From shrink wrap licences to the Nakatomi Plaza – is our data really ours?

In our last update we discussed the issues surrounding re-selling digital licences and the effect that this will have on both software suppliers and licensees.  We focused on the recent case of UsedSoft GmbH v Oracle International Corp (C-128/11), in which it was decided that second hand software distributors may lawfully re-sell digital licences without infringing a developer’s copyright. The key points to be taken from this case are as follows:

  • Even where a licence agreement prohibits a transfer of a licence, the licensor cannot prevent its subsequent re-sale as long as the licence is not divided and the program is only being used once at any time.
  • Software developers should employ technical measures to ensure that the program is only being used once.

The logic behind this decision is that a licence lasts forever and is essentially a sale of that software.  A customer pays a set price for the software, for an unlimited period of time which is in effect a sale.  Given that the customer is then the owner of the software, they should have the right to re-sell the software if they wish. Ways of preventing onward sale could include replacing a one-off fee with a subscription model and providing access to the software more as a software as a service (SaaS) model.

Are digital works Expendable?

When we Die Hard it is widely accepted that our children/relatives will inherit our, usually rather eclectic, collection of books and CD’s, but what will happen to our vast libraries of digital books, films and music?

With the current trend to be sporting a kindle, iPad, iPod or MP3 player on the way to work, it is likely that most of us will have a library of music and books worth a substantial amount of money.  When we download items from companies such as Apple and Amazon and happily click “I agree” to the Terms and Conditions we are granted a “non-transferable licence” and do not actually acquire any ownership rights in the software.  We have all accepted these terms but how many of us understand the implications of this? As discussed earlier, the decision in the UsedSoft case potentially allows software to be re-sold but could this be extended to our digital libraries?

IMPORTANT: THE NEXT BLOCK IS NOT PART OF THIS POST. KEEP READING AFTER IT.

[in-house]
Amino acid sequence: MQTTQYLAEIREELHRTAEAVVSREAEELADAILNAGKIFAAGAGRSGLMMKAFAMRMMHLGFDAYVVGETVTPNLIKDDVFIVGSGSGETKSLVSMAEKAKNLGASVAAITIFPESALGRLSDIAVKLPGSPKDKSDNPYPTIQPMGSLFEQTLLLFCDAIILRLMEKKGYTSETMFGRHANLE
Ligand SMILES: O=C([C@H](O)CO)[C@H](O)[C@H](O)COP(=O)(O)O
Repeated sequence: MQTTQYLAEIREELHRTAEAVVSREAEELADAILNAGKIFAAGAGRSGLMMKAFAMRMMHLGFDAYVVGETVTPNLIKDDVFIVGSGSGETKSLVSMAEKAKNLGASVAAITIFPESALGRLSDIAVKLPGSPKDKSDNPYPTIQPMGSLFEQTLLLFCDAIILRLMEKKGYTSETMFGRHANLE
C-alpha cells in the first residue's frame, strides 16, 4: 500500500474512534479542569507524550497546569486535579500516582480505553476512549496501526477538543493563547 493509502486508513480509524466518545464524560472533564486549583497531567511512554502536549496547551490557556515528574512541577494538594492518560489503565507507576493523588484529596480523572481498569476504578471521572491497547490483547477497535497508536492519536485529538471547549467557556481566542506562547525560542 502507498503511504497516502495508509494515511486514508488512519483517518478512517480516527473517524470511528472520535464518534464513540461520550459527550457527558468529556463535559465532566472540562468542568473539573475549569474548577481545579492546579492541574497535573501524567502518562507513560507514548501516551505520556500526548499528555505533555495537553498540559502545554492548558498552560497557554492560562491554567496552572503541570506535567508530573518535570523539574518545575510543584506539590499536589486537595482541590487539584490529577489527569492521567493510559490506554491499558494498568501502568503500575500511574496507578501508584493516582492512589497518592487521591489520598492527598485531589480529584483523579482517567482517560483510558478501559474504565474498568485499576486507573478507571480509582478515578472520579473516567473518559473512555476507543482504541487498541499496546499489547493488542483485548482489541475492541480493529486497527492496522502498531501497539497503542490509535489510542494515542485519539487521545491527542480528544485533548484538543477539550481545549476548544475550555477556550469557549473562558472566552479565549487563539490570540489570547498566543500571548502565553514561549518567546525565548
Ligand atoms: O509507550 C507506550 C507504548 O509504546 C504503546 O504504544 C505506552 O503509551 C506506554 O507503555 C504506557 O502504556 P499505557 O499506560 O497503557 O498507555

This debate has been given increased publicity by Bruce Willis who is supposedly considering legal action against Apple to ensure that his vast iTunes music collection can be handed down to his three daughters.  Although his wife has now suggested this story is a load of Pulp Fiction it has highlighted this issue and started a movement towards increasing rights to legal downloaders.

Apple and Amazon have refused to comment on how this may impact their business but we have a Sixth Sense there is likely to be change in how downloads are licenced to customers.  There are a number of ways this could be done such as licensing the downloads for a specific length of time or changing the way the content is provided. A cloud based system could be adopted whereby the user has access to the downloads through the cloud for a certain amount of time rather than buying a licence for the actual song, film or book (cf. Spotify premium where upon ceasing to pay the subscription fee, your content fades away).

Is this Armageddon?

In practice, whether it is Bruce Willis or another budding John McClane that continues with this debate it will need to be addressed in the near future.  However, if the Court were to declare these types of terms unenforceable the floodgates would open and it would have far wider consequences than just being able to hand down our download collections.

The debate on who owns our digital data is ongoing and is not an easy one to answer.  Until further guidance is given by the Court it is vital that you protect your licences and technology with suppliers and consider what effect the termination of a contract will have on these arrangements. Always consider your exit strategy and consider how mobile your data library will be and what format(s) it may be transferable in (and whether the chosen format is compatible with a new supplier or system). There a number of issues to consider and don’t forget there may be a fourth or even a Fifth Element to any transition plan.